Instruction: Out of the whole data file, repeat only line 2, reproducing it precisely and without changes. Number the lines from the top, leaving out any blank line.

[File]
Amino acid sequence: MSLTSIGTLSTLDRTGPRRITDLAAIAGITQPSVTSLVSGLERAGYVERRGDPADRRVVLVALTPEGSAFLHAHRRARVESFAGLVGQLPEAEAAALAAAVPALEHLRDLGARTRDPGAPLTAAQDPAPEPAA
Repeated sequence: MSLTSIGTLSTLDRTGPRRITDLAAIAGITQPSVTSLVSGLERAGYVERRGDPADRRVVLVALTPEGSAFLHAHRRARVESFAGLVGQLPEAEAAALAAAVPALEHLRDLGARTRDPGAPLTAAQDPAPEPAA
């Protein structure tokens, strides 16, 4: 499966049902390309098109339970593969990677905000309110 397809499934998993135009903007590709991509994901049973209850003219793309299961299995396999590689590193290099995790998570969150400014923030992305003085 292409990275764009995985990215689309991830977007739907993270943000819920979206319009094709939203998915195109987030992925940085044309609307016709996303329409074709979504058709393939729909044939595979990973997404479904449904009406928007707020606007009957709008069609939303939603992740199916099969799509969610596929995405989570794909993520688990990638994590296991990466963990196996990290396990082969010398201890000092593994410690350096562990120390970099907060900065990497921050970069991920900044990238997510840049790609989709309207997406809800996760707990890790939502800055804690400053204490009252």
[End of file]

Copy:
Repeated sequence: MSLTSIGTLSTLDRTGPRRITDLAAIAGITQPSVTSLVSGLERAGYVERRGDPADRRVVLVALTPEGSAFLHAHRRARVESFAGLVGQLPEAEAAALAAAVPALEHLRDLGARTRDPGAPLTAAQDPAPEPAA